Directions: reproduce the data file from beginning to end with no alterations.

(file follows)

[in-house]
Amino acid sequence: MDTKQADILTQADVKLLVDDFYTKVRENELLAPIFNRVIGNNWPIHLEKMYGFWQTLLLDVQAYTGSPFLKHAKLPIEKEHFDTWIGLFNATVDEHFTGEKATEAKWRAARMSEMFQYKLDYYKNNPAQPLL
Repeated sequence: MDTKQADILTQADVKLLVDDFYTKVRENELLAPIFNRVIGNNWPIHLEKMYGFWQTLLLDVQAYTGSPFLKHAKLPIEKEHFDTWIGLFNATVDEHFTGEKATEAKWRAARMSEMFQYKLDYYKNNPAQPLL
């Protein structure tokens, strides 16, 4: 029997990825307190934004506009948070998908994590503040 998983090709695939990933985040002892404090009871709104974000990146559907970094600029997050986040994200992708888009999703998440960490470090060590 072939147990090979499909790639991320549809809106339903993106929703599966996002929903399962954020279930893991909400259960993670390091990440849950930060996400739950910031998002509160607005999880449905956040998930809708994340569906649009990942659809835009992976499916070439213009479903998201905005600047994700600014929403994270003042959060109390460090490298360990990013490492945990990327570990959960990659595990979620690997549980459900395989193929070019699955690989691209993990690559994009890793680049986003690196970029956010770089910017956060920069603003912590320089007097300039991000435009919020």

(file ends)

[in-house]
Amino acid sequence: MDTKQADILTQADVKLLVDDFYTKVRENELLAPIFNRVIGNNWPIHLEKMYGFWQTLLLDVQAYTGSPFLKHAKLPIEKEHFDTWIGLFNATVDEHFTGEKATEAKWRAARMSEMFQYKLDYYKNNPAQPLL
Repeated sequence: MDTKQADILTQADVKLLVDDFYTKVRENELLAPIFNRVIGNNWPIHLEKMYGFWQTLLLDVQAYTGSPFLKHAKLPIEKEHFDTWIGLFNATVDEHFTGEKATEAKWRAARMSEMFQYKLDYYKNNPAQPLL
């Protein structure tokens, strides 16, 4: 029997990825307190934004506009948070998908994590503040 998983090709695939990933985040002892404090009871709104974000990146559907970094600029997050986040994200992708888009999703998440960490470090060590 072939147990090979499909790639991320549809809106339903993106929703599966996002929903399962954020279930893991909400259960993670390091990440849950930060996400739950910031998002509160607005999880449905956040998930809708994340569906649009990942659809835009992976499916070439213009479903998201905005600047994700600014929403994270003042959060109390460090490298360990990013490492945990990327570990959960990659595990979620690997549980459900395989193929070019699955690989691209993990690559994009890793680049986003690196970029956010770089910017956060920069603003912590320089007097300039991000435009919020």